Startups are a lot easier than stay ups. Within the first 18 months, 50 to 70 percent of new, small businesses crash and burn. Only a fraction of that number ever make it to the ten year mark. That is what happens to U.S. businesses started by U.S. citizens. They know the language, the geography, understand the money and finances, are familiar with the weather patterns, and are fully assimilated into society. With all those advantages, they still fail at an alarming rate.
The risk of failure is even higher when setting out to do business overseas, in a land that is completely foreign. The language is Wookie-speak. And the currency might just as well be monopoly money. Then, there are the politics and laws. It is hard enough to keep up with ours own here in the U.S. What about taboos and social mores? It is all too easy to cross lines you don’t know are there. While a risk is nothing more than a challenge, to some, consider these challenges before setting up “shoppe” abroad:
If you are going to set up shop in, say… Cameroon, You are going to have to be able to translate currency as well as language. If a work order is going to run you 113,458.00 XAF, you are going to need to know that you are dealing with about $200, at least, right now. It may be different by the time you read this. That is how currency goes in many of the developing places where you might find opportunity.
The same challenge presents itself when it is time to send money. Not only do you need a good unit converter, you need a trustworthy source that can help you streamline the process. When you are dealing with something like paying your workforce in their local currency, It is imperative that you get it right.
The risk is that you invest with the expectation that your dollar means one thing, only to find out that it means another after a major currency fluctuation. Places where the opportunity is greatest may also pose the greatest risk with regard to exchange rates and currency fluctuations.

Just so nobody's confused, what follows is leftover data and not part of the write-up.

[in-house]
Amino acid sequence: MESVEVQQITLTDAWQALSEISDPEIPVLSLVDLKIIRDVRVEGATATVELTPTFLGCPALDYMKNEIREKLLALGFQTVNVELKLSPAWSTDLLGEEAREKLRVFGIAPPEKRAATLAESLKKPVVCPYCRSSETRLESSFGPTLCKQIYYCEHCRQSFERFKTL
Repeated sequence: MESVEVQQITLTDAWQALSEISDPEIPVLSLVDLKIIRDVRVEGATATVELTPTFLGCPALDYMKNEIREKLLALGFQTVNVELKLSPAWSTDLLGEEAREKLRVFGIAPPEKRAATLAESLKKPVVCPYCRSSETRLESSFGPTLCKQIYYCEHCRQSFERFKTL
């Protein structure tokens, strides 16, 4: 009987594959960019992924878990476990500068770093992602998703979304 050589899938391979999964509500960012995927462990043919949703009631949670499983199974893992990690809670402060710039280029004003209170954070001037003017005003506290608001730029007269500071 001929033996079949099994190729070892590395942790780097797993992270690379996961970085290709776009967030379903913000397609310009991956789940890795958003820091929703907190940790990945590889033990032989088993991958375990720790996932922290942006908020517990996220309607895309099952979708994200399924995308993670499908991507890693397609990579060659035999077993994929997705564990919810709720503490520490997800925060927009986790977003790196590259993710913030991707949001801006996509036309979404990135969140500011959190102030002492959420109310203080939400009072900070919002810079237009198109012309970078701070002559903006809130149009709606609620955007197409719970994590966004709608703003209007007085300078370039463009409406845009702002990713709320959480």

In the U.S., and elsewhere, there are laws regulating competition. In developing nations, you might find that it is more like the wild west where anything goes. If you manage to carve out a niche for yourself, provided that it is a big and successful enough niche, you might just find yourself in direct competition with the government.
Apple and Google are experiencing something like this in Russia right now. It seems Russia is planning a national OS to escape Android and iOS dependence. Rather than thanking you for bringing innovation to their shores, they just might decide to take over from here; thank you very much. Now, you can go back home. Know the competitive and political landscape before breaking ground.
The winds of political change can wipe out a business overnight. Apple, Google, and others have been using certain countries like Ireland, as a tax haven. This is not to suggest in any way that they have done anything wrong. All evidence points to the opposite. They have used favourable accounting rules to maximise their position in various countries.
But wealth is a target. You can follow every local law where you do business. And when you become too wealthy, they will decide that you are not giving them a big enough piece of the action. Political change has swept through these tax havens. And now, all of those companies will find themselves owing back taxes as a result of a retroactive change in the political climate.
None of this is to say that you should not do business in these places. The same article that presented the dire state of startups, also said that entrepreneurs are not dissuaded from forging ahead with new opportunities regardless of the risks. That is the American spirit that brought us Apple, Google, Microsoft, Facebook, and whatever business you have in store.